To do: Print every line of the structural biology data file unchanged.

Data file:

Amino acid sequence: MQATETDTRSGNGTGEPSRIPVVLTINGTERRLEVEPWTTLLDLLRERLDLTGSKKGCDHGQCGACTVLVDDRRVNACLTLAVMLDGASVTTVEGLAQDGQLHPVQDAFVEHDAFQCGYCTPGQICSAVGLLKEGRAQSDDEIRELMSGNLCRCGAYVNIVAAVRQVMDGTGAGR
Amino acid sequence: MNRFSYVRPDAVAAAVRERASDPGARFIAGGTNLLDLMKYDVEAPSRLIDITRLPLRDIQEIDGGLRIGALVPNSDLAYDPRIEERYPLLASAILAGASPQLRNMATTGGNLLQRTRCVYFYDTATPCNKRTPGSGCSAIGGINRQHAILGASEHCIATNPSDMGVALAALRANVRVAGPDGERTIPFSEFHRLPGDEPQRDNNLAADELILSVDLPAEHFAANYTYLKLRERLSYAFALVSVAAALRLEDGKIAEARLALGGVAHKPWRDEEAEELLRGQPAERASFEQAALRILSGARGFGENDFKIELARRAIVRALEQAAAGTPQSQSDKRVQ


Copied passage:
Amino acid sequence: MQATETDTRSGNGTGEPSRIPVVLTINGTERRLEVEPWTTLLDLLRERLDLTGSKKGCDHGQCGACTVLVDDRRVNACLTLAVMLDGASVTTVEGLAQDGQLHPVQDAFVEHDAFQCGYCTPGQICSAVGLLKEGRAQSDDEIRELMSGNLCRCGAYVNIVAAVRQVMDGTGAGR
Amino acid sequence: MNRFSYVRPDAVAAAVRERASDPGARFIAGGTNLLDLMKYDVEAPSRLIDITRLPLRDIQEIDGGLRIGALVPNSDLAYDPRIEERYPLLASAILAGASPQLRNMATTGGNLLQRTRCVYFYDTATPCNKRTPGSGCSAIGGINRQHAILGASEHCIATNPSDMGVALAALRANVRVAGPDGERTIPFSEFHRLPGDEPQRDNNLAADELILSVDLPAEHFAANYTYLKLRERLSYAFALVSVAAALRLEDGKIAEARLALGGVAHKPWRDEEAEELLRGQPAERASFEQAALRILSGARGFGENDFKIELARRAIVRALEQAAAGTPQSQSDKRVQ